After years of California drought, playing in the snow is a delight

Savannah Mayorga, 5, was born in a dry year.

"We didn't know then how dry it was, that it was the beginning of the drought," said her father, Robert Mayorga.

This week she sat on a log, a padded pink pumpkin in a snowsuit her parents bought her years ago but that had never been worn because there wasn't snow.

The clouds hung low and heavy, the sky and hills both white. Dozens of families crunched, slipped and skidded across snow. Their polka-dotted sweaters, pompom hats and crayon-colored ski jackets reflected in the icy lake.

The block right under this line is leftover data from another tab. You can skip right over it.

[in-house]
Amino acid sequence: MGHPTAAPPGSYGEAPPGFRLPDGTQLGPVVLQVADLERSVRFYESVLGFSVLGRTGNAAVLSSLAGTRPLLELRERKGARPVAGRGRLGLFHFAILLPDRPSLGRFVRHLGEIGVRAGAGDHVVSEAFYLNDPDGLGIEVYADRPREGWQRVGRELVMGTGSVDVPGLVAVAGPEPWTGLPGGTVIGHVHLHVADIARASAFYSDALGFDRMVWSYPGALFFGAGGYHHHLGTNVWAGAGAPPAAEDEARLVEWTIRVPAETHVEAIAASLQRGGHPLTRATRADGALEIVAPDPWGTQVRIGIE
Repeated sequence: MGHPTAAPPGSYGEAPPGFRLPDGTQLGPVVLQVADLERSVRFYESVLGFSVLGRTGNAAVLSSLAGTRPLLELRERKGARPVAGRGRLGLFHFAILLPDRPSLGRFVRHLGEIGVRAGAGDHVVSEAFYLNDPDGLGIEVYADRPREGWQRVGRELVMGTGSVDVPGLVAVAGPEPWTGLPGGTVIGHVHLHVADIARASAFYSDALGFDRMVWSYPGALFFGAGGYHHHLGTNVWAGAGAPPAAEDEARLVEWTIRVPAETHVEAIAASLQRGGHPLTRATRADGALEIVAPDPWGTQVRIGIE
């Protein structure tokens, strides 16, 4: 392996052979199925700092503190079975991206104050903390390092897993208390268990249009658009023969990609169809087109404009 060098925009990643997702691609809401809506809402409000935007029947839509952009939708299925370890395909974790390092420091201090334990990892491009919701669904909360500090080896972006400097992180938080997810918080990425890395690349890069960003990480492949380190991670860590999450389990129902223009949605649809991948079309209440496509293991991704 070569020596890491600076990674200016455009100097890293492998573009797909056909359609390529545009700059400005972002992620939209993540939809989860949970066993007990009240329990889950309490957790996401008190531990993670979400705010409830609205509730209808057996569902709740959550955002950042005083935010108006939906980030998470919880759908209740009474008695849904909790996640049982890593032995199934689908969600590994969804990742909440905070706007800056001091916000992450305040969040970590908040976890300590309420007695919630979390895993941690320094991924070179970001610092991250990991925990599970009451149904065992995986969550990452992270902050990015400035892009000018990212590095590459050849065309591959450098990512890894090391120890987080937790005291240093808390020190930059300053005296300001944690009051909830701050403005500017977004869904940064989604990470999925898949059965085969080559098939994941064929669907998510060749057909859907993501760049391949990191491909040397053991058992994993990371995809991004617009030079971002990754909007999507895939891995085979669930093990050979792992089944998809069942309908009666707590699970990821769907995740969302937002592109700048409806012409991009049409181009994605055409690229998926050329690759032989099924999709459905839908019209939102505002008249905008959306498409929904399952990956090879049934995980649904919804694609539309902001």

Children slid down every bump and rise on inexpensive plastic discs or sleds. It seemed to start off with one child per sled, but as piles of broken sled-shards grew higher, the number of children per sled increased. A dog scratched at the snow and came up with an old carrot that surely had been a snowman's nose.

The crowd that gets new ski boots and snowboards for Christmas was at higher-elevation resorts. These were locals from Fresno and Dinuba, Sanger and Selma, who drove up for the day and frolicked within sight of the parking lot. These were people whose livelihoods most depend on the Sierra snowpack.

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